May the pangs of mal der mer disturb him right across the Tasman.
May his mother-in-law come to stay with him for three years.
Whence he puts his cricket boots on may his corns hurt so he becomes as slow as a tuatara with the sciatica.
When he misses one of Larwood’s fast ones, may the wind blow his bails off.
When he is waiting to catch a ball in the outfield may his trousers commence to fall down.
May he be as cold all through the summer, as I felt about to-day.

From L.D.A.—

Absent Bradman Certainly Debarred Enthusiasts From Going Home Infectiously Jovial; Keen Loyalty Made Nine-tenths Of People Querulous; Recriminative Spectators Think Unutterable Vituperation When ‘Xtirpating Yesterday’s Zest.
And I was one of ‘em, Percy.

“Rosie Neath” returns his gold brick—

We went to the Basin
Celebrity chasin’
Not fearin’ a trick.
We found we were “had,” man—
“No appearance of Bradman.”
Now we look for the bad man
Who sold that gold brick.

“Mac” passes on a note from: youthful “Flannelled Fool,” with this explanation:—Yesterday my boss’s son, called at the office and complained bitterly that he had been lured to the Basin under false pretences. Jokingly I suggested that he should write to “the papers” about it. This morning he brought the enclosed note to me with the request that I should see that it went to the right quarters.
And here’s “F.F.’s” wistful plaint— nearly all the boys of our school, that is Wellington College went to the Basin to see Mr. Bradman play, as we were granted time-off. I bought a new autograph book to get Mr. Bradman to sign. We were very disappointed when we found out Mr Bradman was not there, and it was in the paper he would be—I think the Cricket people might have told us so that we would not have been disappointed. Please, excuse my writing, but my autograph book cost 5s, and I am cross that I did not get Don’s name in it.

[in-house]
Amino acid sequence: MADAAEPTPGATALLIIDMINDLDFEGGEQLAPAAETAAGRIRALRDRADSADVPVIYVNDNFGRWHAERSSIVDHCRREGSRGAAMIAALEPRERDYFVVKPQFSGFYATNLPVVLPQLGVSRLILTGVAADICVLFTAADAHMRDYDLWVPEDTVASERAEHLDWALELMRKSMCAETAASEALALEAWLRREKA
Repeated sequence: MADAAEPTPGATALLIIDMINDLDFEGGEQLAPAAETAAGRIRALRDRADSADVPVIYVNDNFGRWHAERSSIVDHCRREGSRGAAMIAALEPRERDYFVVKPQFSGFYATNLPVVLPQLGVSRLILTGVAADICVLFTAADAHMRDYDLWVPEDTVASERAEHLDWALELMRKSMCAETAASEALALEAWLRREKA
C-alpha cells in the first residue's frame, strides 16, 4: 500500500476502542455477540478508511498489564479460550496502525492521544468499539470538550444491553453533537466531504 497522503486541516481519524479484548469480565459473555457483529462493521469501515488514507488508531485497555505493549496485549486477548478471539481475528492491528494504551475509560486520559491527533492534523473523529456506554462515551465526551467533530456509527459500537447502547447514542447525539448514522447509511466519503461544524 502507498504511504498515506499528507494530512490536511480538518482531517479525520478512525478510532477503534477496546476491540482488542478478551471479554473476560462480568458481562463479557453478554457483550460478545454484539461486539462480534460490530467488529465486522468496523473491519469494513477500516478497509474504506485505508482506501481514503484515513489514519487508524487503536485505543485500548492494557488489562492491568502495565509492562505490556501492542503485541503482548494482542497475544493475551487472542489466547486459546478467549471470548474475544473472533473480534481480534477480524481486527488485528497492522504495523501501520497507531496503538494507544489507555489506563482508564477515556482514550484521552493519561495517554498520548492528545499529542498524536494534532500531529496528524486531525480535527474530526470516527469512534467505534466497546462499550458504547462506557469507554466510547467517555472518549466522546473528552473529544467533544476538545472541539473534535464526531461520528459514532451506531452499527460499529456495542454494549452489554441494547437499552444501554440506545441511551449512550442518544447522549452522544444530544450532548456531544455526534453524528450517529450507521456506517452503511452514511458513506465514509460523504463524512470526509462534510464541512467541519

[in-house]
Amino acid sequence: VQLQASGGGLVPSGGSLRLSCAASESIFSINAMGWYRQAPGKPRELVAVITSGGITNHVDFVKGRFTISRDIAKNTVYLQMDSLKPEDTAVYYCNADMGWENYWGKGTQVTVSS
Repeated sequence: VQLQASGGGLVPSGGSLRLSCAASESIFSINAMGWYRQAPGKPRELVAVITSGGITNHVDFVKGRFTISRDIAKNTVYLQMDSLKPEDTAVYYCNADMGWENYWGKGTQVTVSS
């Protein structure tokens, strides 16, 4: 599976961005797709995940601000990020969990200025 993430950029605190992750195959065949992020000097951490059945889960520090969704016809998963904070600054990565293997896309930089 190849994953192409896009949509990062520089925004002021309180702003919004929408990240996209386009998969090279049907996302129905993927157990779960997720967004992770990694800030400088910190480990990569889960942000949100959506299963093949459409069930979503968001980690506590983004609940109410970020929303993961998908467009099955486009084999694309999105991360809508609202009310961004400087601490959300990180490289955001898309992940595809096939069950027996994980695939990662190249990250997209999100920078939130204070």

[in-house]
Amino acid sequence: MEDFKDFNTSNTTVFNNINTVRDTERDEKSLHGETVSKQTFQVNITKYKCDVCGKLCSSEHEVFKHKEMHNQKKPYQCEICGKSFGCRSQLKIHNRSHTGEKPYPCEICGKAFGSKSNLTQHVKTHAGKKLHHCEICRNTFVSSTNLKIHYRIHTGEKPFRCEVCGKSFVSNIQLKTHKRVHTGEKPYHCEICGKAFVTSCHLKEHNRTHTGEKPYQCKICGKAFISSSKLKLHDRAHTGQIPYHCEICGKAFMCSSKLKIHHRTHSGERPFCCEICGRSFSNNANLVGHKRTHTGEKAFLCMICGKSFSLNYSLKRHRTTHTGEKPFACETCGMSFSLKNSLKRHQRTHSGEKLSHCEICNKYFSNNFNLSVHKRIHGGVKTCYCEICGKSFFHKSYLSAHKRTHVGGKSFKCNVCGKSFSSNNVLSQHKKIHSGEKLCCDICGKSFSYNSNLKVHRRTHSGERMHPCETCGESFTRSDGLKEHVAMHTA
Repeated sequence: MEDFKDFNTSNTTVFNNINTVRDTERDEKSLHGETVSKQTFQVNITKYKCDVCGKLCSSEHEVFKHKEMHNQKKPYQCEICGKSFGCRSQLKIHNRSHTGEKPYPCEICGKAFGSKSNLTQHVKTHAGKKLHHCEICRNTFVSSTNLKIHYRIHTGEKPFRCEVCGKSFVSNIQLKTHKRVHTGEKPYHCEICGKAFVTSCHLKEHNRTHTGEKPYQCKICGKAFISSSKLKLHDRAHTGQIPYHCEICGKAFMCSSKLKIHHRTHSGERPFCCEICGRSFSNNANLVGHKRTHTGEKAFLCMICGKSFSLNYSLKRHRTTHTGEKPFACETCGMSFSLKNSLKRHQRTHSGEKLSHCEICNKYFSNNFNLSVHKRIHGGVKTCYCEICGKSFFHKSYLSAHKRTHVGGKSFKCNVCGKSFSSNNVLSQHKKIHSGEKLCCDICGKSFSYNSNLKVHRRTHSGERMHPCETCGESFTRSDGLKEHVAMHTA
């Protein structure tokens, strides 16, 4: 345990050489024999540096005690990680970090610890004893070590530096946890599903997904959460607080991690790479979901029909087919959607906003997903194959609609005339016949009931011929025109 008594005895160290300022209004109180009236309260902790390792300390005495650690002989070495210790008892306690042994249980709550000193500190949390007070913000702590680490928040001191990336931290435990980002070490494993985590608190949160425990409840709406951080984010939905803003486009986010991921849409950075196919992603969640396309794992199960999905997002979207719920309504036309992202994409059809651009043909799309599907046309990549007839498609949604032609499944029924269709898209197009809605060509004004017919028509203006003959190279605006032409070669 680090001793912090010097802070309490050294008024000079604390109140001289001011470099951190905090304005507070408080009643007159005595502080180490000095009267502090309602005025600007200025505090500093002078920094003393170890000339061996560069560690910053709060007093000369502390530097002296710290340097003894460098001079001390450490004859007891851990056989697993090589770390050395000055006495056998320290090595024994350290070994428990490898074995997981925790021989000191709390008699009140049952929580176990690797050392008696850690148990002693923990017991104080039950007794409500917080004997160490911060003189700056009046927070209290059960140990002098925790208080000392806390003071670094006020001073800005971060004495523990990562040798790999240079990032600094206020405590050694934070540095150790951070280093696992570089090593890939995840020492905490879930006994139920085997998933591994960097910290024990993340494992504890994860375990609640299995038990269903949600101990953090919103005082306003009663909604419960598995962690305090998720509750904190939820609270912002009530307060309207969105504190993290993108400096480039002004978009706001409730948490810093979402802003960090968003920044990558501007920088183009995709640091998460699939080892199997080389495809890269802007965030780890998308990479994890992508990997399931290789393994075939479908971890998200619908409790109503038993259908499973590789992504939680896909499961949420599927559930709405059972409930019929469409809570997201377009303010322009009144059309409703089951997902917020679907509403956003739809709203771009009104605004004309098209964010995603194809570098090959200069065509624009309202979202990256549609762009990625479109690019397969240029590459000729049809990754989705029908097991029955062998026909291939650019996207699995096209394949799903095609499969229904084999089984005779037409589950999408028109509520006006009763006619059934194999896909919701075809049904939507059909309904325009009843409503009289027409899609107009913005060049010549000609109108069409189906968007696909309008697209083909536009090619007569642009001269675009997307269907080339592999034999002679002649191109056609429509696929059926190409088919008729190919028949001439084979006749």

As can be seen in the responses above, Bradman’s visit seems to have unwittingly occasioned New Zealand cricket verse on the matter. “Rosie Neath” and “Spy Glass” as far as I can tell were regular contributors to the column in searches for their names on Papers Past. “L.D.A” is L. D. Austin.
Niel Wright informs me that Percy Flage was in fact journalist and editor, C. A. Marris, who edited among other things the Best New Zealand Poems series of the 1930s and ’40s. Ruth Gilbert (who had poems included in “Postscripts”) told Wright that Flage was Marris.

1 Bradman when interviewed for the ABC series, The Don Declares, said his not playing in New Zealand was ‘an extraordinary thing’. He wasn’t picked in 1928, did not play in 1932 (thought this visit isn’t mentioned), and did not tour in 1946 for health reasons. The 1946 visit was an attempt to get cricket started again after World War Two. He would've loved to have played in New Zealand and pleased his fans.
2 This would’ve been near the time of the Bodyline series 1932/33 in Australia so it’s understandable as he suffered ill health for a year or two after this.


As a postscript to the Bradman visit, I’ve uncovered a further poem on Bradman also in the “Postscripts” column (The Evening Post, 3 February 1932) in relation to his status prior to the Wellington visit. It’s a celebration of popular Wellington cricketer and all-rounder Herb McGirr:


This rhyme is Isidore McFlage’s way of protesting against the continual adulation bestowed on Don Bradman while that bane of bowlers has yet to meet Herb. McGirr. Precisely. Gangway for Izzy.

This chap Bradman must we all
Toss our derbies up, and bawl
Every time he lands a score
Of three figures, say, or more?
No doubt he is pretty good
When he’s laying on the wood,
But I want to warn you, sir,
Wait until he meets McGirr!

Don has slammed the Springboks well—
Quinn, McMillan, Vincent, Bell;
Pasted Larwood, Voce, and Tate